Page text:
Apparently the auction was done in Park Lane. I was in Park Lane yesterday, as Marble Arch is one of the drop-off points for the Oxford Espress. I could have popped in and made a bid. I was however in the area for the much more important Random House Children's Authors Christmas Party, off Berkeley Square. Had a nice chat with John Dickinson and this year finally did get to tell him that his father gave me nightmares when I was 10. He seemed delighted to hear it and told me about the nightmare his dad had, of being burned as a witch, that inspired The Changes in the first place. I also met a couple of fellow ghostwriters: one for someone I have always suspected of being ghostwritten but had no proof, and one for someone I had no idea was, um, writing at all. Officially. We all shared a slightly baffled but gratefully smug bemusement that ghostwriting is actually legal. I mean, it's lying! To children! (Which is not always a bad thing.)

A childhood spent playing Monopoly means I can never quite feel happy in Park Lane. I have a lingering fear I will make the wrong landing and go bankrupt. My cousin's childhood Monopoly strategy was to eschew all properties except Park Lane and Mayfair. Sometimes it paid off richly but it was a high risk strategy with a lot of attrition on the way. I doubt he kept this up for long.

I must have passed it often before without blinking, but for the first time I noticed that Park Lane has a quite large war memorial - certainly larger than a lot of the ones you see for humans - for animals who died in conflict. The statues show pack animals like donkeys carrying machine guns: the engraving on the wall states "they had no choice".

Well, true, they didn't. I would however say they had more of a choice than the people who made them carry the machine guns. A donkey that refused would probably get sworn at. A man that refused would get shot by his own side. That is what I would call having no choice.

Thursday, December 03, 2009

Our one source of energy, the ultimate discovery

Came home yesterday to a message on the answerphone. The five second silence that tells me it's an automated call, followed by a sweet old lady's voice saying this was an automated call from a company whose name I didn't catch "on behalf of your electricity supplier". Please could I phone up with a meter reading, or alternatively enter it at a URL that I also didn't get. It really was a crackly recording.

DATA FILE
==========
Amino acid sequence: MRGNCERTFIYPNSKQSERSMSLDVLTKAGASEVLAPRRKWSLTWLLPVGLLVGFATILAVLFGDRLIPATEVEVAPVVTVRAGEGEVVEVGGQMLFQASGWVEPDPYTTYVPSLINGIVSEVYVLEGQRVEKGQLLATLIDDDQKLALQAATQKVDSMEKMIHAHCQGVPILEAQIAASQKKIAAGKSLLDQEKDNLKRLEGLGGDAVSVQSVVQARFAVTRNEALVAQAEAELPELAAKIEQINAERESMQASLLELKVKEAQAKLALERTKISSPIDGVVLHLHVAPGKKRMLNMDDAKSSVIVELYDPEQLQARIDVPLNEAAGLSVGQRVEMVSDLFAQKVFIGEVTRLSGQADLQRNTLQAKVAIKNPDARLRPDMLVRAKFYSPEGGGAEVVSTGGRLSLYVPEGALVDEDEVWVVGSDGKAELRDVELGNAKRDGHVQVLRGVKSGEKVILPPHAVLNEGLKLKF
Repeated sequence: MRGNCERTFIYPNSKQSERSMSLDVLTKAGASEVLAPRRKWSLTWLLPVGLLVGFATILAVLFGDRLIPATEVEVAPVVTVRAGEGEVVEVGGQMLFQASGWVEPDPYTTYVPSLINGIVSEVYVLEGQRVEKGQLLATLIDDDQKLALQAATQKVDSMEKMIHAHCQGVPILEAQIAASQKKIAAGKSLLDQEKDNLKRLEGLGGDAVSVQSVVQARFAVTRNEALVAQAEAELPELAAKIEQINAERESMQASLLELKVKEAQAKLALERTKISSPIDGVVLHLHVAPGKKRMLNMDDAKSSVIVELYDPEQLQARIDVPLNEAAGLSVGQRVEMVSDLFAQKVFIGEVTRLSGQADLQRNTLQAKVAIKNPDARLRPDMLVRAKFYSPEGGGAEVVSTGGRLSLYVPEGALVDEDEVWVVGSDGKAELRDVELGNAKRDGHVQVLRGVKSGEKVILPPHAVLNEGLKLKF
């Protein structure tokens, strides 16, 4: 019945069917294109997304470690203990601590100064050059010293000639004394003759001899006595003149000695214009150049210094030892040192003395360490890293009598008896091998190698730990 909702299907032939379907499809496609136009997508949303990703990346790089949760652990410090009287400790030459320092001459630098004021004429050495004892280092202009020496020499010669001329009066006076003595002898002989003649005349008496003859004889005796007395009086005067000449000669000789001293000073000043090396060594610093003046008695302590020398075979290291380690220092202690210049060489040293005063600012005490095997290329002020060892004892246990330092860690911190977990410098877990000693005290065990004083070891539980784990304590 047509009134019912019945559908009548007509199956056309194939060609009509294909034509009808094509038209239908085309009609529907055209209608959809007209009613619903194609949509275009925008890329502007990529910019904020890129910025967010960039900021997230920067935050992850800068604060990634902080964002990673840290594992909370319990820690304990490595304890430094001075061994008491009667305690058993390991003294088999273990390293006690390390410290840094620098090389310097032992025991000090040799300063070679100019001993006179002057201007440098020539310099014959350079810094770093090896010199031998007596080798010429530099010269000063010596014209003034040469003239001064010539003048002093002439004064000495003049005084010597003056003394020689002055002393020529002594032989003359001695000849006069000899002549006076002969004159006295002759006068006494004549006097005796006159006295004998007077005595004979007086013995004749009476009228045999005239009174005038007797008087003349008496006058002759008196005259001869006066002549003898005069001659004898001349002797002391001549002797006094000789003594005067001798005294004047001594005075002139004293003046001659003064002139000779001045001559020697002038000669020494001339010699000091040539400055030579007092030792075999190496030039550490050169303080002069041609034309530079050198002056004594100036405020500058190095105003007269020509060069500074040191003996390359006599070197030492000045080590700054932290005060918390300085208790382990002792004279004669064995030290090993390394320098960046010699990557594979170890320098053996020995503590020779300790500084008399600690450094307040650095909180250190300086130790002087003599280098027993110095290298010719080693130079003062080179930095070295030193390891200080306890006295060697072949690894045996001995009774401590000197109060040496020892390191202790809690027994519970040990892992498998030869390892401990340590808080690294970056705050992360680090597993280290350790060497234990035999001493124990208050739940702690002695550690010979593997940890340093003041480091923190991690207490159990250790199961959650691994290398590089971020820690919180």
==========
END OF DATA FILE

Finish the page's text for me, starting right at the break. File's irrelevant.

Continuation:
Hmm. They're calling on behalf of my electricity supplier yet can't actually name the company. My electricity supplier can't make a call like this itself. I suspect a cunning plan to enmesh me in a conversation that will lead to my changing suppliers to whoever is behind this little scheme.

Sadly it's probably not illegal, apart from the outright lie of "on behalf of your electricity supplier". There's no law that says you can't ask someone for a meter reading, or try to persuade them to change suppliers. But no, I don't think I will be making that phone call. If it's genuine they'll try again. And the worst they can do is cut m-

Tuesday, December 01, 2009

Excuse me, you're standing on my principles

A few years ago - must have been more than four, because that's how old this blog is and I would have mentioned it - round about this time of year I got a mailing from the Mouth and Foot Painting Artists. These are artists who would be very talented even if they were able to use their hands to paint. They can't, for sundry reasons, hence the name of the outfit, and thus are even more worthy of respect. Their pictures are very good indeed, which I say in the full knowledge I couldn't draw my way out of a paper bag. Nor do they want to live off charity - they intend to pay their way. Respect.

What a shame they do it in the most unseasonably cynical, manipulative way possible. The mailing contained a bundle of Christmas cards painted by said individuals. Very nice Christmas cards. Proper Christmassy scenes. Nothing cutesy or twee. With a Christmas message inside - none of this "Season's Greetings" twaddle. The covering letter said I was under no obligation whatsoever but if I liked the cards they really hoped I'd buy them ...

Which I did, with a covering letter of my own saying that admired their work, despised their tactics, and any further unsolicited bundles of cards would be treated as a gift. I didn't hear from them again for at least five years, until last week when they kindly sent me another present.

AAGH! Curse these principles of mine.

The cards are good. The artists are amazing. Their marketing is beyond contempt. If they had just repeated the stunt year after year I would find it much easier to live up to my promise and treat the cards as a gift. But, five years minimum? They may well have a new marketing person. They may be working off an old backup. Or, are they just thinking that enough water has passed under the bridge for me to soften up. How's a guy to know? How annoying that the one known, guaranteed constant is their utterly shameless, scheming emotional blackmail.

So, no, sorry. I said what I'd do and I'm doing it. I've sent the cards out to various friends (hey, free advertising! They do get something out of this) and I'm not paying. There are plenty of charities out there that play the game. Okay, this lot emphasise they're not a charity ... well, there are worse things, you know. You don't have to Bernard Cribbins in The Railway Children. And if you were a charity, any donations could be Gift Aided.

Anyway, what are they going to do? Beat me up?